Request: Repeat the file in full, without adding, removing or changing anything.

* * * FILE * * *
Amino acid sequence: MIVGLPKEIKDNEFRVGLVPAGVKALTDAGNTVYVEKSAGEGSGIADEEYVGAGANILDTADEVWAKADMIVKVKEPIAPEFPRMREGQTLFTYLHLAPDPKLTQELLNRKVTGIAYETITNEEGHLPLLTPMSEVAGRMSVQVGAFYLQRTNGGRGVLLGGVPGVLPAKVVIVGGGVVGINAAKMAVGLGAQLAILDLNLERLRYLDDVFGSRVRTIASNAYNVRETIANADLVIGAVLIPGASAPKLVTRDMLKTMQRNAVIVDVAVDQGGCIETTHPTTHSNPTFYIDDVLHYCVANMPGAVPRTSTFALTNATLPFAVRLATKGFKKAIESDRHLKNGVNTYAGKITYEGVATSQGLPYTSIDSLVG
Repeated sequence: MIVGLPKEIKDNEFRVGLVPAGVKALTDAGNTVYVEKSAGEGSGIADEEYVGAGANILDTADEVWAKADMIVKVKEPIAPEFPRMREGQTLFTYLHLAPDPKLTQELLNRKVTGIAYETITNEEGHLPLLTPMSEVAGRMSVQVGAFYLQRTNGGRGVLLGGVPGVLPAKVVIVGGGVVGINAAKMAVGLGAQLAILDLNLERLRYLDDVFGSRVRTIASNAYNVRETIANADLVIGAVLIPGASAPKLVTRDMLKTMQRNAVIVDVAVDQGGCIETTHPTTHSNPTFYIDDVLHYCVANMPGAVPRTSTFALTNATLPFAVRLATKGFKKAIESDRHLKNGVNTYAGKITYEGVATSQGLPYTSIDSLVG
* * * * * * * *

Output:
Amino acid sequence: MIVGLPKEIKDNEFRVGLVPAGVKALTDAGNTVYVEKSAGEGSGIADEEYVGAGANILDTADEVWAKADMIVKVKEPIAPEFPRMREGQTLFTYLHLAPDPKLTQELLNRKVTGIAYETITNEEGHLPLLTPMSEVAGRMSVQVGAFYLQRTNGGRGVLLGGVPGVLPAKVVIVGGGVVGINAAKMAVGLGAQLAILDLNLERLRYLDDVFGSRVRTIASNAYNVRETIANADLVIGAVLIPGASAPKLVTRDMLKTMQRNAVIVDVAVDQGGCIETTHPTTHSNPTFYIDDVLHYCVANMPGAVPRTSTFALTNATLPFAVRLATKGFKKAIESDRHLKNGVNTYAGKITYEGVATSQGLPYTSIDSLVG
Repeated sequence: MIVGLPKEIKDNEFRVGLVPAGVKALTDAGNTVYVEKSAGEGSGIADEEYVGAGANILDTADEVWAKADMIVKVKEPIAPEFPRMREGQTLFTYLHLAPDPKLTQELLNRKVTGIAYETITNEEGHLPLLTPMSEVAGRMSVQVGAFYLQRTNGGRGVLLGGVPGVLPAKVVIVGGGVVGINAAKMAVGLGAQLAILDLNLERLRYLDDVFGSRVRTIASNAYNVRETIANADLVIGAVLIPGASAPKLVTRDMLKTMQRNAVIVDVAVDQGGCIETTHPTTHSNPTFYIDDVLHYCVANMPGAVPRTSTFALTNATLPFAVRLATKGFKKAIESDRHLKNGVNTYAGKITYEGVATSQGLPYTSIDSLVG